The unique ability of the liver to regenerate quickly after resection makes living donor liver transplantation (LDLT) possible. This technique uses the unique ability of the liver to regenerate to full size after partial resection. However, the quality and course of this regeneration process in humans are still widely unexplored. In the present study we investigated the quantitative liver function tests galactose elimination capacity (GEC), indocyanine green half-life (ICG), and lidocaine half-life as markers for the quality of the liver regeneration in the first 3 months after LDLT. In this study, 22 consecutive living liver donors and their corresponding recipients were analyzed at baseline and at 10 and 90 days after LDLT. Six recipients lost their grafts during the study period. We compared donors and recipients at the different time points. After LDLT, GEC decreased (-42.6%) and ICG increased (+50.6%) significantly in donors. ICG and GEC remained significantly altered over 3 months in donors with an improvement between days 10 and 90 (GEC, +59.3%; ICG, -9.1%). ICG and GEC improved significantly in recipients between days 10 and 90 (ICG, -63.7%; GEC, +16.3%). The lidocaine half-life showed no significant changes. The donors had better test results and recovered faster than the recipients. In conclusion, after LDLT the parameters for liver capacity and flow remain altered in donors and recipients despite rapid volume growth.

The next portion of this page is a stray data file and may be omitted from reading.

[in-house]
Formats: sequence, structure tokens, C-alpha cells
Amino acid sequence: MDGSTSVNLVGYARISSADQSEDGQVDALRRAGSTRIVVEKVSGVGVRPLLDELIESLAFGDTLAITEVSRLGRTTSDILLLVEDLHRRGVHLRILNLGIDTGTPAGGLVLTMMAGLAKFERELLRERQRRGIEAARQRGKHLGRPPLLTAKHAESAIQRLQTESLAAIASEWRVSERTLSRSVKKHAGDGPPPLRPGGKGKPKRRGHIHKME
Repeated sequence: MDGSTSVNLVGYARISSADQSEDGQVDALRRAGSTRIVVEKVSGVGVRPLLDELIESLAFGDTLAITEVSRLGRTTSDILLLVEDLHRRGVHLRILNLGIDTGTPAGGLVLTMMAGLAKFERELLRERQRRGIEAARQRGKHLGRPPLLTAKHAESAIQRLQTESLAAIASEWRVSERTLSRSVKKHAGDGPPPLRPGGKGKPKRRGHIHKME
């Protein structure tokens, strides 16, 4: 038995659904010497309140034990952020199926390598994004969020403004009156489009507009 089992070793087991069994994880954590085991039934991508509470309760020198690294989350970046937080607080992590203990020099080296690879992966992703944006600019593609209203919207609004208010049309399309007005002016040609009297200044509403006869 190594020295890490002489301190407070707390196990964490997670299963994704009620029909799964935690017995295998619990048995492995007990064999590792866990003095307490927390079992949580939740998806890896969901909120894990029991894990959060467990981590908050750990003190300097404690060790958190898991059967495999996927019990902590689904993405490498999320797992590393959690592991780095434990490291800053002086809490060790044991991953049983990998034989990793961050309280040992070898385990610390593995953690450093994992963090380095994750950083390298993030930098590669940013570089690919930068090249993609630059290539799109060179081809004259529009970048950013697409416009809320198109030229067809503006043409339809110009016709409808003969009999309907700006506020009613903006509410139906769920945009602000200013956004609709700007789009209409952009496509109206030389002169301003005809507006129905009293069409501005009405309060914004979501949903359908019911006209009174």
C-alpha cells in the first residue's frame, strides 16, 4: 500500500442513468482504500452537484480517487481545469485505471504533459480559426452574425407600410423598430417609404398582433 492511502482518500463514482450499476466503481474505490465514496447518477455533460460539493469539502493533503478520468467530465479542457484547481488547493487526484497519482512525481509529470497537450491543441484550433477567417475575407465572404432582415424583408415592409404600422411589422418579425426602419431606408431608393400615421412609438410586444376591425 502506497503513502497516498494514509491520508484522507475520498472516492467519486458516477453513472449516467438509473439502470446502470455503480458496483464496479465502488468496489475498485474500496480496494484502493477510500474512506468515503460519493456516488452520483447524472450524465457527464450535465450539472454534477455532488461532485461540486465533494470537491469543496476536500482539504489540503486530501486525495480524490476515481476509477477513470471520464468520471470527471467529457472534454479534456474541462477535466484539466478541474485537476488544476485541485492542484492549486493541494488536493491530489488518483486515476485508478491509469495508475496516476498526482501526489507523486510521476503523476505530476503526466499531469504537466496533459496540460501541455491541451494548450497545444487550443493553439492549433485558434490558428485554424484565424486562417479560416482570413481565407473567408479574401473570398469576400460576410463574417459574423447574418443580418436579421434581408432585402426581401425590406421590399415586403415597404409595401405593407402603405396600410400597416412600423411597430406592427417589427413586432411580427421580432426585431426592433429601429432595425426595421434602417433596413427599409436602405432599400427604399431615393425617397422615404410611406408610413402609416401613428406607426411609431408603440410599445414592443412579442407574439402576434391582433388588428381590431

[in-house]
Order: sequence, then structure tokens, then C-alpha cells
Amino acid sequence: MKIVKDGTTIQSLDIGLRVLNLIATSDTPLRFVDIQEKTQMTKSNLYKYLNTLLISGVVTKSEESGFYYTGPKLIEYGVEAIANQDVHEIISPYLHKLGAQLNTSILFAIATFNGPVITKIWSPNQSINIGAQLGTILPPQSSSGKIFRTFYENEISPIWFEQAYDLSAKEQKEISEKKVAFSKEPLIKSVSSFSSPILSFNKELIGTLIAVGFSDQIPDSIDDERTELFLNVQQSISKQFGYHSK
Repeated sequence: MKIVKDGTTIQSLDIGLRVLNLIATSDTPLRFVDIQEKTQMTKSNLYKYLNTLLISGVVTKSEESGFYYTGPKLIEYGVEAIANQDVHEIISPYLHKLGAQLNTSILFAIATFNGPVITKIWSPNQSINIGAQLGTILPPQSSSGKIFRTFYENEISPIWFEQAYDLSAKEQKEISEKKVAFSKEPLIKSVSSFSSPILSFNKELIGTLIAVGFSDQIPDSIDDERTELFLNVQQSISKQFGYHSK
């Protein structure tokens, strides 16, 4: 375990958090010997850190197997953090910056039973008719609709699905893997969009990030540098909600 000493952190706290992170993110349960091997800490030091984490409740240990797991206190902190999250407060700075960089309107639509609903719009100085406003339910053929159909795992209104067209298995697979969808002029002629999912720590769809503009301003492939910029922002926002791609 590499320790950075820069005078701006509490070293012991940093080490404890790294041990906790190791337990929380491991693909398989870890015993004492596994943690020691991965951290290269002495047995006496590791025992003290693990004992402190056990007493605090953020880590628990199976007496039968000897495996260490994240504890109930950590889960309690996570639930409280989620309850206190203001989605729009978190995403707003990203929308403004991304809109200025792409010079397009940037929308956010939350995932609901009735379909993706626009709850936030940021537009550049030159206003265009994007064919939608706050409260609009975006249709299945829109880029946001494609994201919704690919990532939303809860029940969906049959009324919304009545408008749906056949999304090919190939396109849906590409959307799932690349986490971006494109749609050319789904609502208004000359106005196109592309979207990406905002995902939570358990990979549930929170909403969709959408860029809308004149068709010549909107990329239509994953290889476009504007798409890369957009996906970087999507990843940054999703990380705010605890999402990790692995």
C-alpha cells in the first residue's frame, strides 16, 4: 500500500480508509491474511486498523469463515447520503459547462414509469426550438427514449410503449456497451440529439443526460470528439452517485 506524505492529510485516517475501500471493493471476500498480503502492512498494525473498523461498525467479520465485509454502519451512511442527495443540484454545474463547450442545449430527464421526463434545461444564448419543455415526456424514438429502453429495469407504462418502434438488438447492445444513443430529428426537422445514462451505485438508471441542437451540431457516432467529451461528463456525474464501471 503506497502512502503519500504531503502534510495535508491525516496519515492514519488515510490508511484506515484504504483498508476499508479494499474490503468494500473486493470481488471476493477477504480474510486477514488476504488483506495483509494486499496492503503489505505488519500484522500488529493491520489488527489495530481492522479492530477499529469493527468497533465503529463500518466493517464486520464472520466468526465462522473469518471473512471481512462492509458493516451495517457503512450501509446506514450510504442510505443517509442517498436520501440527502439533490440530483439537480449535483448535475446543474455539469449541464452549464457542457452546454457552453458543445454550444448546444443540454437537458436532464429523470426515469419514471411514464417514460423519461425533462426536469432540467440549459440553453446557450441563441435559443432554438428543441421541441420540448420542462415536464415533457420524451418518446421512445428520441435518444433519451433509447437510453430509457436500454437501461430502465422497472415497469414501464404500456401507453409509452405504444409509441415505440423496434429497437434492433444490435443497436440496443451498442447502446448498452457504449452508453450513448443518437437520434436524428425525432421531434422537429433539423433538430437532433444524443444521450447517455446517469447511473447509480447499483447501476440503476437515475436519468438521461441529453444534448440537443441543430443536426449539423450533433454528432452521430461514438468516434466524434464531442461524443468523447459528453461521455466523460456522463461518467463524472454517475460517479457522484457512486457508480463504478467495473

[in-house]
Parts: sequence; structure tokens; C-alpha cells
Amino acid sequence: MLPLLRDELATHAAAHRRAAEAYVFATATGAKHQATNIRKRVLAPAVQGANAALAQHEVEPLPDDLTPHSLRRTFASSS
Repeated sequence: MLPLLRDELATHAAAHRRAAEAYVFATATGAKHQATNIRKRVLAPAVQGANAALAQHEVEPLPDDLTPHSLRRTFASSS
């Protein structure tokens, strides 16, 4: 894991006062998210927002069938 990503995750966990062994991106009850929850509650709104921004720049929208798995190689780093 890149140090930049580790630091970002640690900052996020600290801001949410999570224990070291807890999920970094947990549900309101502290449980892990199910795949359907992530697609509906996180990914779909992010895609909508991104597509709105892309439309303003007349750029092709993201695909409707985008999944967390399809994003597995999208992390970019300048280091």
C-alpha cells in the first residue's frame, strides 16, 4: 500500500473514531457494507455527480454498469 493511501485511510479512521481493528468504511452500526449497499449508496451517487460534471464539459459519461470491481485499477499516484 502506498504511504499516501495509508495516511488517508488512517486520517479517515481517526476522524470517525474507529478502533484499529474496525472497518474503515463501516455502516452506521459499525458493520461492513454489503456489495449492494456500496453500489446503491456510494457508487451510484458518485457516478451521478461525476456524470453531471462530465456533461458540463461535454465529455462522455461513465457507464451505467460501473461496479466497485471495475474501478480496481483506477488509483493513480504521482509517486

Copyright 2006 AASLD